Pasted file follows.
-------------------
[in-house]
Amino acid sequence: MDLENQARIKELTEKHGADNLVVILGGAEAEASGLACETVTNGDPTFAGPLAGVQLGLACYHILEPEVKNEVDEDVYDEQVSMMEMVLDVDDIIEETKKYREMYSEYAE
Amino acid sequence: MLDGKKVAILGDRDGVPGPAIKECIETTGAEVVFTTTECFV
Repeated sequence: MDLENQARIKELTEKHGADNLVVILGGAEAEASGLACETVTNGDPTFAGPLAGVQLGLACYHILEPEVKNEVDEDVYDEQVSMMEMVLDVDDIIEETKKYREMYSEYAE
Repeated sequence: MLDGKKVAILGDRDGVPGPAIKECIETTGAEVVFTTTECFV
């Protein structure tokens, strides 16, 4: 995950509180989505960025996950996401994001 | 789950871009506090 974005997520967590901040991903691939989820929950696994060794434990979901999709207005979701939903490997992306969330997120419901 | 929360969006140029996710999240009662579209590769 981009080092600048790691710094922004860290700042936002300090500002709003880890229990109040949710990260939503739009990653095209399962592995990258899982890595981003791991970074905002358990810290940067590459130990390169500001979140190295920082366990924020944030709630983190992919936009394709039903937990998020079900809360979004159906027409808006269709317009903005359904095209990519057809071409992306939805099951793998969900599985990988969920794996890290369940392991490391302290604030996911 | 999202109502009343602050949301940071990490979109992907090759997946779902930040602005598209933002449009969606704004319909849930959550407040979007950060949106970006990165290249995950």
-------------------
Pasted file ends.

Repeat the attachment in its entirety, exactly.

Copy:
[in-house]
Amino acid sequence: MDLENQARIKELTEKHGADNLVVILGGAEAEASGLACETVTNGDPTFAGPLAGVQLGLACYHILEPEVKNEVDEDVYDEQVSMMEMVLDVDDIIEETKKYREMYSEYAE
Amino acid sequence: MLDGKKVAILGDRDGVPGPAIKECIETTGAEVVFTTTECFV
Repeated sequence: MDLENQARIKELTEKHGADNLVVILGGAEAEASGLACETVTNGDPTFAGPLAGVQLGLACYHILEPEVKNEVDEDVYDEQVSMMEMVLDVDDIIEETKKYREMYSEYAE
Repeated sequence: MLDGKKVAILGDRDGVPGPAIKECIETTGAEVVFTTTECFV
């Protein structure tokens, strides 16, 4: 995950509180989505960025996950996401994001 | 789950871009506090 974005997520967590901040991903691939989820929950696994060794434990979901999709207005979701939903490997992306969330997120419901 | 929360969006140029996710999240009662579209590769 981009080092600048790691710094922004860290700042936002300090500002709003880890229990109040949710990260939503739009990653095209399962592995990258899982890595981003791991970074905002358990810290940067590459130990390169500001979140190295920082366990924020944030709630983190992919936009394709039903937990998020079900809360979004159906027409808006269709317009903005359904095209990519057809071409992306939805099951793998969900599985990988969920794996890290369940392991490391302290604030996911 | 999202109502009343602050949301940071990490979109992907090759997946779902930040602005598209933002449009969606704004319909849930959550407040979007950060949106970006990165290249995950």